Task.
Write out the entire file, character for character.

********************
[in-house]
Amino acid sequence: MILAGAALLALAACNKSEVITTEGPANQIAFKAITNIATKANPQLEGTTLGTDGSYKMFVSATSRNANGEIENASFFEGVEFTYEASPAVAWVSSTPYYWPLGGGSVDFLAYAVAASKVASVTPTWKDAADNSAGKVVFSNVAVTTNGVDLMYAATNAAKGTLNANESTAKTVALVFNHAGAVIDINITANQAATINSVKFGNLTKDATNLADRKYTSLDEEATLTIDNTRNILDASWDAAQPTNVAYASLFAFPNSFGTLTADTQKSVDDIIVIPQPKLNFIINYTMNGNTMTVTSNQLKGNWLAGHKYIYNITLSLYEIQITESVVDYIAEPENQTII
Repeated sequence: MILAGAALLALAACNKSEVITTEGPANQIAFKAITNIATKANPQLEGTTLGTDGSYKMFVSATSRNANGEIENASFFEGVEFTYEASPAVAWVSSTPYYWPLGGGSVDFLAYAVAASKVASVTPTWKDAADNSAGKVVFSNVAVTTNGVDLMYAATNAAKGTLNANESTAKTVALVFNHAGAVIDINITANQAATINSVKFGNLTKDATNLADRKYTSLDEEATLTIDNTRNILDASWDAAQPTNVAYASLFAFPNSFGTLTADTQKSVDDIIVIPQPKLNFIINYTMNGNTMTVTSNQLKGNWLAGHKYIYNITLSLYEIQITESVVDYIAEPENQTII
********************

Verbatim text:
[in-house]
Amino acid sequence: MILAGAALLALAACNKSEVITTEGPANQIAFKAITNIATKANPQLEGTTLGTDGSYKMFVSATSRNANGEIENASFFEGVEFTYEASPAVAWVSSTPYYWPLGGGSVDFLAYAVAASKVASVTPTWKDAADNSAGKVVFSNVAVTTNGVDLMYAATNAAKGTLNANESTAKTVALVFNHAGAVIDINITANQAATINSVKFGNLTKDATNLADRKYTSLDEEATLTIDNTRNILDASWDAAQPTNVAYASLFAFPNSFGTLTADTQKSVDDIIVIPQPKLNFIINYTMNGNTMTVTSNQLKGNWLAGHKYIYNITLSLYEIQITESVVDYIAEPENQTII
Repeated sequence: MILAGAALLALAACNKSEVITTEGPANQIAFKAITNIATKANPQLEGTTLGTDGSYKMFVSATSRNANGEIENASFFEGVEFTYEASPAVAWVSSTPYYWPLGGGSVDFLAYAVAASKVASVTPTWKDAADNSAGKVVFSNVAVTTNGVDLMYAATNAAKGTLNANESTAKTVALVFNHAGAVIDINITANQAATINSVKFGNLTKDATNLADRKYTSLDEEATLTIDNTRNILDASWDAAQPTNVAYASLFAFPNSFGTLTADTQKSVDDIIVIPQPKLNFIINYTMNGNTMTVTSNQLKGNWLAGHKYIYNITLSLYEIQITESVVDYIAEPENQTII